Reference: Oliver, N., Chow, E., Luk, A. O. Y., & Murphy, H. (2023). Applications of continuous glucose monitoring across settings and populations: report from the 23rd Hong Kong Diabetes and Cardiovascular Risk Factors – East Meets West Symposium. Diabetic medicine : a journal of the British Diabetic Association, e15038. Advance online publication. https://doi.org/10.1111/dme.15038
The theme of World Diabetes Day in 2022 is Education to Protect Tomorrow, which calls for the need for better access to quality diabetes education for healthcare professionals and people living with diabetes.
During the recent World Diabetes Day (WDD) 2022 celebration in Putrajaya, which was jointly organized by the Endocrine Institute of Putrajaya Hospital, the Malaysian Endocrine & Metabolic Society (MEMS), and Novo Nordisk Pharma Malaysia, the experts present reflected on the need to raise public awareness among Malaysians on diabetes.
After all, the latest National Health and Morbidity Survey reported 1 in 5 adult Malaysians has type 2 diabetes!
EFFORTS NEED TO BE DOUBLED TO STOP RISING PREVALENCE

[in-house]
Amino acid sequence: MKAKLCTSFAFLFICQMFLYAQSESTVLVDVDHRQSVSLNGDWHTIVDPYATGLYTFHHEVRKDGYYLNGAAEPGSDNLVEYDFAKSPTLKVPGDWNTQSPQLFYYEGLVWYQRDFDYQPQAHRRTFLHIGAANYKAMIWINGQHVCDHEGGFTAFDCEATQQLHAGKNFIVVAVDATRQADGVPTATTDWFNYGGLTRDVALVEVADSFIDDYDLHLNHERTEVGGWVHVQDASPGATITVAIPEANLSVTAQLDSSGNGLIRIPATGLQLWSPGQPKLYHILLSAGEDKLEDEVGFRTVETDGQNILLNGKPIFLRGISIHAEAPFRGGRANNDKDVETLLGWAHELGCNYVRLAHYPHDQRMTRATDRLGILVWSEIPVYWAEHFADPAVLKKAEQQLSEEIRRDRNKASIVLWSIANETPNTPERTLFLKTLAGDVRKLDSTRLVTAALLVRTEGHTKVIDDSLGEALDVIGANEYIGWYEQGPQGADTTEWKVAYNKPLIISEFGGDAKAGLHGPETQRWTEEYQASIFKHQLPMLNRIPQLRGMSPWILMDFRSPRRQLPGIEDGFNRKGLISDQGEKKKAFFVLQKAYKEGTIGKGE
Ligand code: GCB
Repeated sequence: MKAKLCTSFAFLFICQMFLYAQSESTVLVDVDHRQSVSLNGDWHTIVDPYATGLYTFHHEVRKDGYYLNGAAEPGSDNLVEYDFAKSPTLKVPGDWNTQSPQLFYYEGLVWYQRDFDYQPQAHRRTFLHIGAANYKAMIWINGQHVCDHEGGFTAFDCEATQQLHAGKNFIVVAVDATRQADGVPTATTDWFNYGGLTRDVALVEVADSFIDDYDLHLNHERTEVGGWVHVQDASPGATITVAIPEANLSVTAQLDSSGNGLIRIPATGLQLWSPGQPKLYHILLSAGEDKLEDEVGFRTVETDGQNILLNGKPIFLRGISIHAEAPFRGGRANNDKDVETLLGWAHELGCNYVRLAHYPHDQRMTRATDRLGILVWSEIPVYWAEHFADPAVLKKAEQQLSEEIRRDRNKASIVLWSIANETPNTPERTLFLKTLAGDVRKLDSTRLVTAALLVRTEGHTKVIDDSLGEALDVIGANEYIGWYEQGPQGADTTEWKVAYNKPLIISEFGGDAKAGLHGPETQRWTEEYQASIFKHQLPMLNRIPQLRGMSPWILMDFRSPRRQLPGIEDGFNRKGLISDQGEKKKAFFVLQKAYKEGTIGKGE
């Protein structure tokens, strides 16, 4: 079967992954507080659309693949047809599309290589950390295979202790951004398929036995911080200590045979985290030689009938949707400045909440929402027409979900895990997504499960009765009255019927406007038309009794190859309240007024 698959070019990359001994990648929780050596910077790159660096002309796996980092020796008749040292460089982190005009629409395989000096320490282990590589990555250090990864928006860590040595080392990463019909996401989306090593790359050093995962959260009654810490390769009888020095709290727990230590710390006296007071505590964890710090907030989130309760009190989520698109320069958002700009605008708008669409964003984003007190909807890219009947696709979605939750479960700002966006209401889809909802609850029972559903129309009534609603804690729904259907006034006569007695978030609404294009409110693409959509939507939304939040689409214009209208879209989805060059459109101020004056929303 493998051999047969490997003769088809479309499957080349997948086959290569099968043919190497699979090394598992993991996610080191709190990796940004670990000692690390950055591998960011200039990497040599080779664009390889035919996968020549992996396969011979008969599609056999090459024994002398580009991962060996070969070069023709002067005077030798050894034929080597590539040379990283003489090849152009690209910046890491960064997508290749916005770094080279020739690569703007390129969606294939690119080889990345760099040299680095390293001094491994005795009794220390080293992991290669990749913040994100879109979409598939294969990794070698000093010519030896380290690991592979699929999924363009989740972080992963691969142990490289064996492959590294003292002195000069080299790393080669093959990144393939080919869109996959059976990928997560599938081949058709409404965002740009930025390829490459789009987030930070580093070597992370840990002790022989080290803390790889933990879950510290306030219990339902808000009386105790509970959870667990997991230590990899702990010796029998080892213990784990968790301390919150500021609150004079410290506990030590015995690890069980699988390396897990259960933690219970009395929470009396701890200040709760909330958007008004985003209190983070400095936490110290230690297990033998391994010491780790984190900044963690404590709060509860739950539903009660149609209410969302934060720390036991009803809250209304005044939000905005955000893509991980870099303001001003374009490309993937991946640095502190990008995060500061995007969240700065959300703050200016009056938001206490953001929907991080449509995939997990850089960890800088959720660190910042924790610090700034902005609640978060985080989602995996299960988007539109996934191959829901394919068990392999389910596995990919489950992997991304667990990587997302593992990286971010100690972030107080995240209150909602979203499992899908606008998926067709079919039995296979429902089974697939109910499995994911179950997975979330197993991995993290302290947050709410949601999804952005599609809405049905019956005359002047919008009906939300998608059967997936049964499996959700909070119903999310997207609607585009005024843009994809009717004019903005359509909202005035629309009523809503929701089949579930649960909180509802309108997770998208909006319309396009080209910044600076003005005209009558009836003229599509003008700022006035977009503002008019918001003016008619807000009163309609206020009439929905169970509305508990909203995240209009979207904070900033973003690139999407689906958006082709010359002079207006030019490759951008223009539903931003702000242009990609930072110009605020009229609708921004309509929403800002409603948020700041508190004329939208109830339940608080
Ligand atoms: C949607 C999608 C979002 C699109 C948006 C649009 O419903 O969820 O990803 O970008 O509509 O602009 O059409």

Dato’ Dr Asmayani Khalib, the Deputy Director-General (Medical), Ministry of Health Malaysia, said: “The rising number of people affected by diabetes is putting added strain on healthcare systems. Healthcare professionals require quality diabetes education on how to detect and diagnose the condition early and provide the best possible care; while people living with diabetes need access to ongoing education to understand their condition and carry out the daily self-care essential to staying healthy and avoiding complications.”
Datuk Dr. Zanariah bt Hussein, the Head of the Endocrinology Subspecialty Service of the Malaysian Ministry of Health, felt that, as more Malaysians are diagnosed with diabetes, current efforts need to be doubled to stop this rising number from escalating further.
“Access to quality diabetes education is a goal we must all strive in, to educate and empower not only patients and the community but also family members who are providing support and care,” she said.
DIABETES EDUCATION KEY TO SUSTAINABLE LONG-TERM DIABETES CARE
“The focus on access to diabetes education is a critical aspect that will enable sustainable long-term care, with both healthcare providers and people living with diabetes receiving quality diabetes education,” said Richard Abela, the Vice President and General Manager of Novo Nordisk Pharma Malaysia. “This is an essential component of diabetes care as we develop a patient-centric approach in care, that is sustainable for lifelong chronic disease management.”